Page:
Chinese Checkers is one of the oldest puzzle games that were originally based on a game named Halma.
Both Halma and Chinese Checkers are quite identical except a few differences here and there. Chinese Checkers is placed on a star shaped board which allows up to six players to participate in the game, where the minimum number of the players is two.
The game allows each player to have ten pieces and compared to Halma, the distance between your opponent's areas is very less.
Some of the modern versions of this game that are designed for children features only six pieces but there are other versions where players use fifteen pieces too.
The game's object is to place a piece on the direct opposite corner. This is done by jumping over other pieces, capturing and blocking.
Even though Chinese Checkers have the name "China" associated with it, historians believe that the game did not originate in China or it has any sort of relation with the Chinese Chess or regular Checkers.
Historians believe that the game was developed somewhere in the West and the name "Chinese Checkers" was given by some brilliant merchants in United States to bring an exotic feel to this game.
Such an argument is backed by the game's German name, Stern-Halma because the game not only has resemblances to the old Halma but it is more likely that the Germans named it after the original game.
The star board used in the game is six pointed and there are six sets of game pieces to be used. Each set will be colored differently and are mostly made on marbles.
The pieces are organized in a triangular shape on each point of the star. It requires good level of tactics and quick decision making skills to excel in this game.
The history of Chinese Checkers can't be told without talking about the history of Halma, which was invented by famous American Professor, Dr. George Howard Monks.
It is assumed that the game was invented between 1883 and 1884. It all started when George's sibling wrote to him from England, mentioning about an interesting game in the name of Hoppity that was played by the British.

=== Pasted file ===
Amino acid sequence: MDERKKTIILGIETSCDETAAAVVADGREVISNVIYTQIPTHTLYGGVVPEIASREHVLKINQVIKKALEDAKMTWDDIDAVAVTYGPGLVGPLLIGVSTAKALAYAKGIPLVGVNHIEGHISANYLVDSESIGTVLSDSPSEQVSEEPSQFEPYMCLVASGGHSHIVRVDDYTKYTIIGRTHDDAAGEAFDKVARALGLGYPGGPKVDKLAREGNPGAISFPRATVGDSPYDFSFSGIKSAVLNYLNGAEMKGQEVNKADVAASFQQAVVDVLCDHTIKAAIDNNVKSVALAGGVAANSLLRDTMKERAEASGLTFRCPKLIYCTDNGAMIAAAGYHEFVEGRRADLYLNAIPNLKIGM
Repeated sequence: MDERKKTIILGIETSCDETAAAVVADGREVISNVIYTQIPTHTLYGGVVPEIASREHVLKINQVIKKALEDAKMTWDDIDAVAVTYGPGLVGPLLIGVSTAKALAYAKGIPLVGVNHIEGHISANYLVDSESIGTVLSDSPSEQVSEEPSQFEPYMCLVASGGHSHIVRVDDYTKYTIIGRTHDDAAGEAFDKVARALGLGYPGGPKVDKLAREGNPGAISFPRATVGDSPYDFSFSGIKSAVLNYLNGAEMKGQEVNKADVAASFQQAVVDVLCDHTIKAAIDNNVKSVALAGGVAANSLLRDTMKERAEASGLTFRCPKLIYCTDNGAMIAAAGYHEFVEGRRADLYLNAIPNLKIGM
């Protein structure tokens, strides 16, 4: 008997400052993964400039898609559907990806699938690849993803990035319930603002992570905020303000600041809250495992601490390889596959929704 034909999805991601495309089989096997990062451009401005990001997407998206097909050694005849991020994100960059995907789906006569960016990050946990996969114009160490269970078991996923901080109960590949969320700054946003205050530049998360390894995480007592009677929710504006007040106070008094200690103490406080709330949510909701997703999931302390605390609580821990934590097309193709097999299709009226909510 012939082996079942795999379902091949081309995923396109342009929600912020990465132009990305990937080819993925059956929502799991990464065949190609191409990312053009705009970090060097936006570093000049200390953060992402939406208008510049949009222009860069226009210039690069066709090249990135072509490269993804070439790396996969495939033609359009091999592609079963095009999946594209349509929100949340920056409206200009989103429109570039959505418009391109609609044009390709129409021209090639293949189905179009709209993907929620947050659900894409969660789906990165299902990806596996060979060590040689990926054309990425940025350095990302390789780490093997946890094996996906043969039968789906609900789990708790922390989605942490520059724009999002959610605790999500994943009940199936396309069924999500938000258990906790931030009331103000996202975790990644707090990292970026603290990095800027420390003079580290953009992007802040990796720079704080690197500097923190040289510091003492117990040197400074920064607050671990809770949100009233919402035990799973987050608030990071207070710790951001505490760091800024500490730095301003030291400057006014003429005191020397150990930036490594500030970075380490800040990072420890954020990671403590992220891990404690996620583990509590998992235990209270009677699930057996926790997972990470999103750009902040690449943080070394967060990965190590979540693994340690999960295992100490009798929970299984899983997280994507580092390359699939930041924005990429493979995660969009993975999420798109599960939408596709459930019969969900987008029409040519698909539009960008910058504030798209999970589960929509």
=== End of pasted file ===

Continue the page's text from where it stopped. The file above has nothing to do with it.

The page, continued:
Eventually George got fascinated by the game and this laid foundation stone to the invention of a new game based on Hoppity.
There are not many evidences to prove how far Dr. George got influenced from Hoppity because there are not many studies on Hoppity so the knowledge about this game is scarce.
Famous mathematician Dr. Thomas Hill helped Geroge in the development of the game and the name Halma was contributed by him. The word Halma in Greek means "jump".
E.I Horsman Company is the publisher of the commercial version of Halma and it was in 1885 that the first version of the game was released.
Two interesting features of the game Halma are that the number of players determines the number of pieces to be used in the game and jumped pieces will not be removed from board!
Chinese Checkers was in invented in 1892 and this was in Germany. The game was first patented by Ravenburger, a German Company but they took the patent in the name Stern Halma.
The game came to United States with the name "Hop Ching Checkers" and a year later, in 1928 it was renamed as Chinese Checkers.
Interestingly, there was no patent or copyright for this game in United States, which still remain as a mystery. However, Milton Bradley Company managed to get a patent for the game in 1941 but no one knows on what grounds such a patent was granted.
If you like Chinese Checkers, maybe you'll want to try Minesweeper, another game that stands the test of time.